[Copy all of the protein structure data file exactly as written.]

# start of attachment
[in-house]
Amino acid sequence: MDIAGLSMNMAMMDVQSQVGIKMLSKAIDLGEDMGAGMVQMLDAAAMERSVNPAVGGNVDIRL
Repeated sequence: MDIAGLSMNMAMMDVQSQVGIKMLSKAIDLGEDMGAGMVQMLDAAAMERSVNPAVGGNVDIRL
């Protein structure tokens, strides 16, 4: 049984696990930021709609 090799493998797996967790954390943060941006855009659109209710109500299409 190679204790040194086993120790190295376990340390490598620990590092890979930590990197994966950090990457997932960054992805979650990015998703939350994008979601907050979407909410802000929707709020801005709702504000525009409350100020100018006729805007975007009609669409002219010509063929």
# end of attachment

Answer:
[in-house]
Amino acid sequence: MDIAGLSMNMAMMDVQSQVGIKMLSKAIDLGEDMGAGMVQMLDAAAMERSVNPAVGGNVDIRL
Repeated sequence: MDIAGLSMNMAMMDVQSQVGIKMLSKAIDLGEDMGAGMVQMLDAAAMERSVNPAVGGNVDIRL
């Protein structure tokens, strides 16, 4: 049984696990930021709609 090799493998797996967790954390943060941006855009659109209710109500299409 190679204790040194086993120790190295376990340390490598620990590092890979930590990197994966950090990457997932960054992805979650990015998703939350994008979601907050979407909410802000929707709020801005709702504000525009409350100020100018006729805007975007009609669409002219010509063929």